I do own shares of Penn National Gaming (PENN 12.66%). Clearly, I bought it a little early, but hindsight is 20/20. With so many sports leagues suspending play, the sportsbooks will have little value. And now the Kentucky Derby has been postponed. Combined with the closure of various gaming locations that Penn National owns, the company's prospects for this year seem a little bleak.
Long term, I think Penn National has potential with the rising tide of sports betting. Overall revenue has been on a steady rise through the past five years, gaining nearly 14% in fiscal 2018 to $3.6 billion. Variations in annual expenses have caused overall net income to be a bit up and down, but the company has been very profitable. Its investment in 36% of Barstool Sports has gained it access to one of the best marketing assets there is right now, with 66 million monthly visitors to the website. I like the company!
But the coronavirus had to come around and mess everything up. It seems unlikely that the Pennsylvania-based gambling chain will be able to continue its growth story in the first half of the year. It has announced suspended operations at a multitude of locations across the country, like Ohio, Illinois, and Pennsylvania, to name a few.
The downtime could cost Penn National a great deal of money. It's a sad turn for investors when you consider the stock was pushing toward $40 a share not that long ago and closed Monday at $7.33. The situation is so serious that casinos are asking for emergency financial aid from the government. Until it's a little clearer how long this shutdown is going to last, gambling stocks are going to have a hard time finding momentum.
J.C. Penney: Tough to shop
Social distancing could not have come at a worse time for brick-and-mortar retail. In particular, J.C. Penney (JCPN.Q) stands to suffer.
Penney has been grasping to find growth for a long time. The retailer suffered declining sales before the coronavirus outbreak ramped up. Now, with the quarantines and general shuttering of nonessential businesses, it has been hit with a whole new punch.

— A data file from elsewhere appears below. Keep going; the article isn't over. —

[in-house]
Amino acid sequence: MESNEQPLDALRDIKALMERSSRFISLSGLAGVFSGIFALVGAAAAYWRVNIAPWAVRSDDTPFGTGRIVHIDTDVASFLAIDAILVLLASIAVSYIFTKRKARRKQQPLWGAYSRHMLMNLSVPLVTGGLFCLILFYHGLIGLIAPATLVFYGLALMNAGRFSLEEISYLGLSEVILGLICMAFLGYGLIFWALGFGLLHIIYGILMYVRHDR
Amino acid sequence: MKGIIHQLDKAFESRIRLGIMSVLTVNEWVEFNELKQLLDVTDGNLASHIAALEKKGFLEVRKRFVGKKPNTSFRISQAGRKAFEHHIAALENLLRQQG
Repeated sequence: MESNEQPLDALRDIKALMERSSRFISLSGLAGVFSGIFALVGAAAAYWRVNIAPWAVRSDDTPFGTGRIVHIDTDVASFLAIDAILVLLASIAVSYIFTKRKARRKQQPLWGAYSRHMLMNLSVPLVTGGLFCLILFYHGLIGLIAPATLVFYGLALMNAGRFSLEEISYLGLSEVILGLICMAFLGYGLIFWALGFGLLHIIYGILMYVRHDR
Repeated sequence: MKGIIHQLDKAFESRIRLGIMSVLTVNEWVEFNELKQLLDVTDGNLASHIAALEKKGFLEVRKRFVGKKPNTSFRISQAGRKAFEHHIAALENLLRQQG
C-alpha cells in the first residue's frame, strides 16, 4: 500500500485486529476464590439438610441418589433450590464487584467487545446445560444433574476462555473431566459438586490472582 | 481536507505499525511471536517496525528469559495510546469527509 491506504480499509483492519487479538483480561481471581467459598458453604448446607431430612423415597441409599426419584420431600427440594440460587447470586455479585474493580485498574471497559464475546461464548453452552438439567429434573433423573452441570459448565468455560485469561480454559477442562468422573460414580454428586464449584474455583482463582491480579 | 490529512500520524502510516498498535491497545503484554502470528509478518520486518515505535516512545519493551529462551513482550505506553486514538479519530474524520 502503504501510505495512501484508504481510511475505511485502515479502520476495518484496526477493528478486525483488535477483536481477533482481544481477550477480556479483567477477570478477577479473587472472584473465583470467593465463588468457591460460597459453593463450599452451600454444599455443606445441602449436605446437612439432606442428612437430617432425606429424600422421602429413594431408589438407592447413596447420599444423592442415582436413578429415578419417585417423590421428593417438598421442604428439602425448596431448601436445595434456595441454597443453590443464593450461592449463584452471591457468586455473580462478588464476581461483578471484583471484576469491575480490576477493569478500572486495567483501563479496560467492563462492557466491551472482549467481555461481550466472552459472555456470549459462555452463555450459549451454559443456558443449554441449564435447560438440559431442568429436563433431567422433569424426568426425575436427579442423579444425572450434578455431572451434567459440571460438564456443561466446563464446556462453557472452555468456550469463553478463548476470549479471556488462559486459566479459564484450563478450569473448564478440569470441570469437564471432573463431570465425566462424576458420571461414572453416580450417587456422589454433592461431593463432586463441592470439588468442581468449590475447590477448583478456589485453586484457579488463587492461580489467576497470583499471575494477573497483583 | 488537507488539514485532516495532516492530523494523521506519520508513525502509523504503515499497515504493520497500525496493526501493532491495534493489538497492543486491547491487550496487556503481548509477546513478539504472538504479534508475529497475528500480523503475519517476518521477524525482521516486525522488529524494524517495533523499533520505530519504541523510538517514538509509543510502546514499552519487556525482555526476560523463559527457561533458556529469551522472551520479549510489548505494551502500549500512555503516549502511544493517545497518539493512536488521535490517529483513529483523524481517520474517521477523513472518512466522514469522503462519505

Comparable-store sales declined by 7.7% in 2019, with adjusted declines of 5.6%. In all, total revenue was down 7.1% to $11.2 billion. The operating benefit of that revenue was relatively flat with a loss of $8 million. Interest expenses of $293 million helped bring the retailer's full-year net loss to $268 million. That's 5.1% worse than 2018's net loss of $255 million.
It was getting hard to back J.C. Penney long before the coronavirus.
The company is bringing its Style on the Go program to 50 locations, which could help when shoppers aren't going into stores. You can order items online and pick them up curbside. Still, it's hard to see the retailer getting a big change from it. Penney has tried for years to shift its sales story, and it just hasn't happened.
Depending on the length and severity of this outbreak, Penney could really be in trouble. Historically, the retailer's profits come from the fourth quarter, with general losses throughout the rest of the year. The coronavirus can only speed up the decline of this ailing business.
The stock is down 27.6% over a month's time. The company's book value is roughly $2.58 per share, so the $0.51 per share that the stock is trading at is a significant discount to the business. Ordinarily, I'd love this kind of value for a stock. In this case, I think Penney shares are a real value trap. The business continues to slowly die, and this kind of sales environment will only make things worse. Traders might play the game, but long-term investors, be wary.